Otto-Heinrich Drechsler (1 April 1895 – 5 May 1945) was the General Commissioner of Latvia for the Nazi Germany's occupation regime (Reichskommissariat Ostland) during World War II. In this capacity, he played a role in setting up the Riga ghetto and was implicated in the extermination of the Latvian Jews. Throughout the time that Drechsler was in Latvia, large numbers of massacres, particularly of Jews, were carried out by the Germans, together with substantial assistance from Latvian collaborators. In addition, the Jews of Latvia were confined to ghettos, which facilitated their enslavement and murder. As early as July 1941, Drechsler was informed, by his subordinate Gebietskommissar Alnor, of the massacres of the Jews in Ventspils. By October 1941, Heinrich Himmler developed a plan (later abandoned) for establishing, near Riga, an extermination camp similar to those later developed for Operation Reinhard, the secretive Nazi plan to mass-murder most Polish Jews and Gypsies in the occupied Poland. Jews from Germany, Austria and Czechoslovakia (the so-called "Reich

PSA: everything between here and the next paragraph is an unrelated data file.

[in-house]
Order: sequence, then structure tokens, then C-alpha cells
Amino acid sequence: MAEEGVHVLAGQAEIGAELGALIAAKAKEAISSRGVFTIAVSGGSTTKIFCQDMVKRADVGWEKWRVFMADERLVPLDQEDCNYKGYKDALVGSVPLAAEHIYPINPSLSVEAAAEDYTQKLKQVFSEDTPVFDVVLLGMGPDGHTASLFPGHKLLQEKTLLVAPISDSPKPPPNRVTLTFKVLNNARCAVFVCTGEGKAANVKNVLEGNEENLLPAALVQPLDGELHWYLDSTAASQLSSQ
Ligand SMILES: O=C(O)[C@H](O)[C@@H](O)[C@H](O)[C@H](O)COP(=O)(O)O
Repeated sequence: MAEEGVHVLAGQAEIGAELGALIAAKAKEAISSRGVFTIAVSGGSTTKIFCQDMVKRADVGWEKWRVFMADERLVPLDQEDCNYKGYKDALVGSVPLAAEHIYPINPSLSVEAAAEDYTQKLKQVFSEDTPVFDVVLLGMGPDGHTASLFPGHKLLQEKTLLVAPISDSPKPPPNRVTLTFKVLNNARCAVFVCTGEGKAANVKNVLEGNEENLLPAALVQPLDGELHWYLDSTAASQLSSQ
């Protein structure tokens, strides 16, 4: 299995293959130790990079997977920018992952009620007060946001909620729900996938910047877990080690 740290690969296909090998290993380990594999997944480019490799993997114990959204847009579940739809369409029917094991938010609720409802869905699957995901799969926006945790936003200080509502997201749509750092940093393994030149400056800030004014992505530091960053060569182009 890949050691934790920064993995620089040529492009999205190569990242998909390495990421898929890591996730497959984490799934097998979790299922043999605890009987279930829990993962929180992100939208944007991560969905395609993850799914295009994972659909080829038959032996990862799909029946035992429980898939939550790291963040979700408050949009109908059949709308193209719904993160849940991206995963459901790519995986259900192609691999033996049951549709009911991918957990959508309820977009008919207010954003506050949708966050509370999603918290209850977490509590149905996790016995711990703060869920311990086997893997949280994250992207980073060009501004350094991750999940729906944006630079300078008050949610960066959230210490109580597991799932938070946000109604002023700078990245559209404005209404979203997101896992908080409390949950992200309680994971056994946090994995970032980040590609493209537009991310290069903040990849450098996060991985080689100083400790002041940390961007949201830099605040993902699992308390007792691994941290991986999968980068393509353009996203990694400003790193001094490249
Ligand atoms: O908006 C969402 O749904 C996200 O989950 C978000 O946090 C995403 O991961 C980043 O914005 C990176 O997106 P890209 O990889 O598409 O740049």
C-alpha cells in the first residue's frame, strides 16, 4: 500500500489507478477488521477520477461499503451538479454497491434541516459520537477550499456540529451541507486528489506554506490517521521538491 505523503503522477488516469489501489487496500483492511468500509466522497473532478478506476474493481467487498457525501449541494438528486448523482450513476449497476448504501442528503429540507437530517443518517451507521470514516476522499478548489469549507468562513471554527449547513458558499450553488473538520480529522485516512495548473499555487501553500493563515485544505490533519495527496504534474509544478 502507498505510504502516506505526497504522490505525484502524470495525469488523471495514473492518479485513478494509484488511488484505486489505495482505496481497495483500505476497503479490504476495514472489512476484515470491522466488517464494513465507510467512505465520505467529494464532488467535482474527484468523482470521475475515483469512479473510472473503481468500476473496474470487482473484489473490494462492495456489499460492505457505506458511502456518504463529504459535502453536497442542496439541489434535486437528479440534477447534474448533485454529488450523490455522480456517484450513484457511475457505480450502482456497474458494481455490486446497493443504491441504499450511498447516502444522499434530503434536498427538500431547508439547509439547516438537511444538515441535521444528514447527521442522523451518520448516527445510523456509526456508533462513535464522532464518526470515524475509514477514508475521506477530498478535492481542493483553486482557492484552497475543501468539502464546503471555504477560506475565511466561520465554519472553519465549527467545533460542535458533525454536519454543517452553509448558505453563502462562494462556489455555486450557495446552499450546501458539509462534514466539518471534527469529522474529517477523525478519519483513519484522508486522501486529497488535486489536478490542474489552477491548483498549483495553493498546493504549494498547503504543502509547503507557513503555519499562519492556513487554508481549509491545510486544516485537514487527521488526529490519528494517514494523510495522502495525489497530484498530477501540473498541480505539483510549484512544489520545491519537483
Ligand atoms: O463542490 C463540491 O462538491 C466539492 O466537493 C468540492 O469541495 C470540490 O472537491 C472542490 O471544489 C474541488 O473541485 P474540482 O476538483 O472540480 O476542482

Jews") were to be deported to this camp and then murdered. In late October, Himmler informed Lohse and Drechsler of this plan. Also in October 1941, Drechsler received another report from Alnor, this one concerning the ongoing massacres of the Jews in Liepāja. In autumn 1941 Drechsler was closely involved in setting up the Riga ghetto as a confinement zone for Jews. Historian Ezergailis states that Drechsler may have been present at the largest massacre, at Rumbula, on 30 November 1941. The great majority of the victims at Rumbula were from the Riga ghetto. He committed suicide on 5 May 1945, after being captured by the British forces.